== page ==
Dr. Hakim, an Afghan peace activist who was two times denied entry visa by the US embassy in Singapore, has been granted a visa to enter the United States after a wave of protests and email/letter writing campaigns that sent over 7,000 messages to the U.S. embassies in Singapore and Afghanistan, and to Secretary of State Hillary Clinton.
Hakim, who is also known as Wee Teck Young. is a doctor and activist who has been working in the Afghan peace movement for almost a decade, including his work organizing the Afghan Youth Peace Volunteers. Hakim had been seeking the visa specifically to speak at the Caravan of Peace (organized by international human rights organization Global Exchange) in August/September of this year.
The visa was originally denied by the U.S. embassy in Singapore for a standard visa-denial reason: Hakim could not prove to the embassy that he would return to his country of origin – as though this were possible to prove, never mind what the Statue of Liberty has to say about it. Even though Hakim had been working for years as a committed activist in Afghanistan’s Bamiyan Province, the embassy didn’t see that involvement as a commitment to return. This is perhaps revealing of the U.S.’ attitude in the ongoing occupation of Afghanistan.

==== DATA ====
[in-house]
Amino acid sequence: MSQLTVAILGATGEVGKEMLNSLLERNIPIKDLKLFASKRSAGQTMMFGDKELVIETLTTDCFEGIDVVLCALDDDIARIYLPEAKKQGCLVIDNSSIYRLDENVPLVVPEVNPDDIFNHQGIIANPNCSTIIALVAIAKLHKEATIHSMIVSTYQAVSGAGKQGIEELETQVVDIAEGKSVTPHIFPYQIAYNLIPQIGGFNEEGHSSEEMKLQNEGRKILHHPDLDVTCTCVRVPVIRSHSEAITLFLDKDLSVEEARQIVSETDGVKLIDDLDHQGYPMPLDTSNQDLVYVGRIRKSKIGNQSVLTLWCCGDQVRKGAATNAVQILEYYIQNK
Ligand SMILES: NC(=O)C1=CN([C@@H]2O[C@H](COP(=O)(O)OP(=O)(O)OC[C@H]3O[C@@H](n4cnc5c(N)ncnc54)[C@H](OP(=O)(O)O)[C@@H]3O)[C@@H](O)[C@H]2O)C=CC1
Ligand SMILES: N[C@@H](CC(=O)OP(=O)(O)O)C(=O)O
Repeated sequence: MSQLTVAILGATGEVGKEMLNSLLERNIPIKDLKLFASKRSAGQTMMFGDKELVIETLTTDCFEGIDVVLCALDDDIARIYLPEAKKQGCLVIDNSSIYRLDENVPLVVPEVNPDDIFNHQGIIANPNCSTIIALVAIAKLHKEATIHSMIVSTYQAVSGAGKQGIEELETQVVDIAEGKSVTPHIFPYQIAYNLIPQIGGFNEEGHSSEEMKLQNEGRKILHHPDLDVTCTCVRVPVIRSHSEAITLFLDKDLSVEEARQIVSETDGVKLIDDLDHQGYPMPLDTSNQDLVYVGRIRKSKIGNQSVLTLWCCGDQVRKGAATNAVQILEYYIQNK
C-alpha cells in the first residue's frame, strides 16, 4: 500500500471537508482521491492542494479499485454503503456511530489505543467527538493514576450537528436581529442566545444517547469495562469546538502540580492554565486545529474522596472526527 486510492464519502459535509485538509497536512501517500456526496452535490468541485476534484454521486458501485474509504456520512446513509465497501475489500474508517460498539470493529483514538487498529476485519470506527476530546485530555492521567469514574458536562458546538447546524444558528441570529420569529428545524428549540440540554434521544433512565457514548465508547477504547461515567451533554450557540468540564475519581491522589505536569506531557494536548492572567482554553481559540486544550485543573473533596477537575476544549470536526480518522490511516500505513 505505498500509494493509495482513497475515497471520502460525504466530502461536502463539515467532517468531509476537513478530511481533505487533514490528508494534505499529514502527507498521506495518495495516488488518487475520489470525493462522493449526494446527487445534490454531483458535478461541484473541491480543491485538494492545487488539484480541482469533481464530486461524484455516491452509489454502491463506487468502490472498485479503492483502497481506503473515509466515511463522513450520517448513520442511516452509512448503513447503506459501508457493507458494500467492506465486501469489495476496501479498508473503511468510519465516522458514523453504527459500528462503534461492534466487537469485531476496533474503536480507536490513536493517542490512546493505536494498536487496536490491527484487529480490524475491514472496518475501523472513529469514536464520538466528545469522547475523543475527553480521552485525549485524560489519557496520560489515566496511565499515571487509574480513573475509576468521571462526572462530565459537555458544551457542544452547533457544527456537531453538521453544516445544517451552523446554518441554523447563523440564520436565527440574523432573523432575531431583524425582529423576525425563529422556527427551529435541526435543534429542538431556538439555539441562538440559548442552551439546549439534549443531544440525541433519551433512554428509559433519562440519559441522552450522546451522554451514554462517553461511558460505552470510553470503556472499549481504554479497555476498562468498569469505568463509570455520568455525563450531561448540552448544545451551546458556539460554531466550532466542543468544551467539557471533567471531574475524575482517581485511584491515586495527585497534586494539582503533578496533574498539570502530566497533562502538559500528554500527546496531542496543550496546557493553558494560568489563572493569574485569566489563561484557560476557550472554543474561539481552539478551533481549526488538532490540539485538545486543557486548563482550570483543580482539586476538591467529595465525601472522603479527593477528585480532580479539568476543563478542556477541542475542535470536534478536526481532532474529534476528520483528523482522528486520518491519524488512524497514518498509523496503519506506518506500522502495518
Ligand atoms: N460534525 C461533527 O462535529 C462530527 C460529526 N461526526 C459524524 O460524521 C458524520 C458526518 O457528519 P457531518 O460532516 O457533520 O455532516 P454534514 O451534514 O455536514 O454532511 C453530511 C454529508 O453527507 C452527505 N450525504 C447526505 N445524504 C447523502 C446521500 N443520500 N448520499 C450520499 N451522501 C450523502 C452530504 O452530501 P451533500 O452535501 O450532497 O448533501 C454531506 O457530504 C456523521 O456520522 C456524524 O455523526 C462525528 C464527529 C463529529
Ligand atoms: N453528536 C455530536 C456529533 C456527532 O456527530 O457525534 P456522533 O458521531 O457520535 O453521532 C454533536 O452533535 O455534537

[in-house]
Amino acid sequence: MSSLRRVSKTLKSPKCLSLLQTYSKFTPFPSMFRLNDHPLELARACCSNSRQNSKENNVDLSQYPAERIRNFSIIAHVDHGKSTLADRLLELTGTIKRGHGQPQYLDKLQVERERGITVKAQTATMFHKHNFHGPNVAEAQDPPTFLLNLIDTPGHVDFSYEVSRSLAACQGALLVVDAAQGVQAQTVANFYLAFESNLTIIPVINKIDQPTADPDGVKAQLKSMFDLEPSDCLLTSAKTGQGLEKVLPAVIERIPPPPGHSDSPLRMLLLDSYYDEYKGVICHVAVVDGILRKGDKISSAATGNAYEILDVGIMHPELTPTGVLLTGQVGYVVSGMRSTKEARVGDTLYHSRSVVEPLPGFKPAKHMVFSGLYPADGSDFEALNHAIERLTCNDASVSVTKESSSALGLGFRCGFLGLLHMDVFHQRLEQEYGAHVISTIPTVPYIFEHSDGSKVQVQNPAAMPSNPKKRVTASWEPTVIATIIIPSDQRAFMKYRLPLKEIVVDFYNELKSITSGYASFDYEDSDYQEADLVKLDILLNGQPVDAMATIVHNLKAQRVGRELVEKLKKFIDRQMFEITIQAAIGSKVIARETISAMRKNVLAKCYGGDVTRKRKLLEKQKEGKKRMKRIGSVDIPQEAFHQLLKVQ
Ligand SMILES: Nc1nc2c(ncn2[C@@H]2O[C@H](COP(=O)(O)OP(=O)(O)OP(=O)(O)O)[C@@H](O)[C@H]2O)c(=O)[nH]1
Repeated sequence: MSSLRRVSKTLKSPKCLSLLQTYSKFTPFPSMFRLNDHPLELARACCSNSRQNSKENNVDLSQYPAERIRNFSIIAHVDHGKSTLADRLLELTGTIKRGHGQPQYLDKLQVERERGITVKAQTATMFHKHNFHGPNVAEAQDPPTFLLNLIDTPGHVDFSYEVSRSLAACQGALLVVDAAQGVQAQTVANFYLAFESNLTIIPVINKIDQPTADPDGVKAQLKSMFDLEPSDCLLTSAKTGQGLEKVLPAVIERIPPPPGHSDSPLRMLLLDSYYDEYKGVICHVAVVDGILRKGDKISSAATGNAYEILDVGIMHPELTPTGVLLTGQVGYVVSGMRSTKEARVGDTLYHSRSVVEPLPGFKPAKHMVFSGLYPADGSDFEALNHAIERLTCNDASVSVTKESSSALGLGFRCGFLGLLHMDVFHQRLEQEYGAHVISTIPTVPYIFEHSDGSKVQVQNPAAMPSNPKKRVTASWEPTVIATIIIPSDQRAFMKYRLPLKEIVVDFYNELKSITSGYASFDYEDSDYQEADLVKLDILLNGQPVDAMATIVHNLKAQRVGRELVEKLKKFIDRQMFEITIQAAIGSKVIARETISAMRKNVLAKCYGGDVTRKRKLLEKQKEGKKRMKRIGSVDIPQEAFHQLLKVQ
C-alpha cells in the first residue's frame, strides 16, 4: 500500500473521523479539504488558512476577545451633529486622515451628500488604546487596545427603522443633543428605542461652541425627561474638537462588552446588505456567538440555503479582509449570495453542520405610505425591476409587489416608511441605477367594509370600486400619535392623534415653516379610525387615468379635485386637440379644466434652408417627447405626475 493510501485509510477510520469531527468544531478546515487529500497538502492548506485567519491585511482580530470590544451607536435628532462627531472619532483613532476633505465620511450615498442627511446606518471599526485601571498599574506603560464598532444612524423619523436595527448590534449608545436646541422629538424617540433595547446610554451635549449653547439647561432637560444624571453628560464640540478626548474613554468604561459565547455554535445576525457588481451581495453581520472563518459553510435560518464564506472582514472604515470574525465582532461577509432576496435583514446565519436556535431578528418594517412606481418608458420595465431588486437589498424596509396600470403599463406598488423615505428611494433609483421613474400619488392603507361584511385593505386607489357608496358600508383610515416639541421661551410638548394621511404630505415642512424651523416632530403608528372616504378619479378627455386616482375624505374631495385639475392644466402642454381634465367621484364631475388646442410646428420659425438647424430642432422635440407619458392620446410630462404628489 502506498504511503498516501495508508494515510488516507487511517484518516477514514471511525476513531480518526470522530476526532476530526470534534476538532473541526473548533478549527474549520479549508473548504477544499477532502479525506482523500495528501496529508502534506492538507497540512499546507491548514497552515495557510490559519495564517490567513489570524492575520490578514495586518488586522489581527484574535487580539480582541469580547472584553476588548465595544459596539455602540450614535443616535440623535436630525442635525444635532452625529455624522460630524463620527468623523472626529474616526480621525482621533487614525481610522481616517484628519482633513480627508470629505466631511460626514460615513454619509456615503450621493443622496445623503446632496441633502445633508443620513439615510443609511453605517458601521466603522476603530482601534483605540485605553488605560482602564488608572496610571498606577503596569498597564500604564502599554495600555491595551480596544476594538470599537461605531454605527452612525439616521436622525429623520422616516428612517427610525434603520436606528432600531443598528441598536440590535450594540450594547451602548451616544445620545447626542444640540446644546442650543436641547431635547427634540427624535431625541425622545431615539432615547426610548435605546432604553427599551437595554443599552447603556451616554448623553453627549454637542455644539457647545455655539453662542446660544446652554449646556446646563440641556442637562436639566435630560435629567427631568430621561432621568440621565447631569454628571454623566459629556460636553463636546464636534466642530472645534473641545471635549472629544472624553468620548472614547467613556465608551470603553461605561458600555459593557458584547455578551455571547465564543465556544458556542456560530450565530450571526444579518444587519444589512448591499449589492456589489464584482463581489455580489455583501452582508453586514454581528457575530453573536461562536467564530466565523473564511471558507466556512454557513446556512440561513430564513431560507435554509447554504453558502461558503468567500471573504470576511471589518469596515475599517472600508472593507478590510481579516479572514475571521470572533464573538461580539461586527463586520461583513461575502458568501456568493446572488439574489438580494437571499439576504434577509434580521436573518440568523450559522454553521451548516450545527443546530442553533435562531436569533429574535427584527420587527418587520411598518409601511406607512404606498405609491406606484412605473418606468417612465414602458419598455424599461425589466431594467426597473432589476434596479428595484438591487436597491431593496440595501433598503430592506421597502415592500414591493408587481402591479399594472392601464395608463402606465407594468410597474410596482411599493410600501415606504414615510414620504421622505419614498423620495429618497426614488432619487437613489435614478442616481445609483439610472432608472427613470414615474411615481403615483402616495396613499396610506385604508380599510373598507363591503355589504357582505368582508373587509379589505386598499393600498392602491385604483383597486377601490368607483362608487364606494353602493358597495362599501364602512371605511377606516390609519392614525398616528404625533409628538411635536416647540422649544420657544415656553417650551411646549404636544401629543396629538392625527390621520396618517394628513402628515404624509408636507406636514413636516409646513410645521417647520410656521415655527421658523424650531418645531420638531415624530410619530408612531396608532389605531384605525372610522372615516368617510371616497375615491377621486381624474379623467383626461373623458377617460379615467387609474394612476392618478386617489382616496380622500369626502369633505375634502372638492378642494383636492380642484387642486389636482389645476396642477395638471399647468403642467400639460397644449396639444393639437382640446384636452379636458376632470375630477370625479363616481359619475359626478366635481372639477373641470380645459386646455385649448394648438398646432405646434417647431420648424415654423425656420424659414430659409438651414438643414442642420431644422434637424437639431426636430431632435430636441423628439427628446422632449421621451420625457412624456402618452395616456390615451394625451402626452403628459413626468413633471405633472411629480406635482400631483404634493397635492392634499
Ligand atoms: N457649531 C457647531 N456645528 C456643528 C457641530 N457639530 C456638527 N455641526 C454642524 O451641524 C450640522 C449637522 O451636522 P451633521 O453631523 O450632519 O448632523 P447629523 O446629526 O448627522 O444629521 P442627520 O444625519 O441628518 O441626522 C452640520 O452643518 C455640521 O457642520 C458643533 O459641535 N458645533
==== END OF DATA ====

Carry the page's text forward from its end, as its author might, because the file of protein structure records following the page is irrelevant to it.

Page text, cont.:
Google searches revealed that the only U.S. publications to bother with this story wereThe Progressive and Common Dreams. A Lexis Nexis search for “Afghanistan” “visa” and “hakim” revealed nothing. A Lexis Nexis search for “Afghanistan” and “visa” revealed nothing.
Hakim was interviewed on Democracy Now on April 19, 2012 about the release in theLos Angeles Times of pictures of U.S. soldiers posing with Afghan corpses. About his name, Hakim said, “…the Afghan friends that I’ve met over the past seven – nine years have given me a name out of affection, and the name Hakim means doctor … as well as an earnest person. And I’ve been trained as a medical physician. It also conveniently fits into my struggle with the Afghan people in just searching for non-military, nonviolent solutions here.”
Why is the U.S. so opposed to peace activists in Afghanistan and the U.S.? RAWA (the Revolutionary Organization of the Women of Afghanistan) claims simply that, “The US government and NATO … were looking to invade and stay in Afghanistan for their own military, economic and strategic aims. …The US [only cares about] their permanent military bases … for threatening and controlling Russia, China, Iran, Pakistan and India.”
The campaign to obtain the visa for Hakim was organized by the groups Roots Action, Global Exchange, and Voices for Creative Non Violence. The Caravan of Peace begins August 12 in San Diego, and culminates in Washington D.C. on September 10.
The U.S. occupation of Afghanistan is currently in its 11th year, the longest of any U.S. war.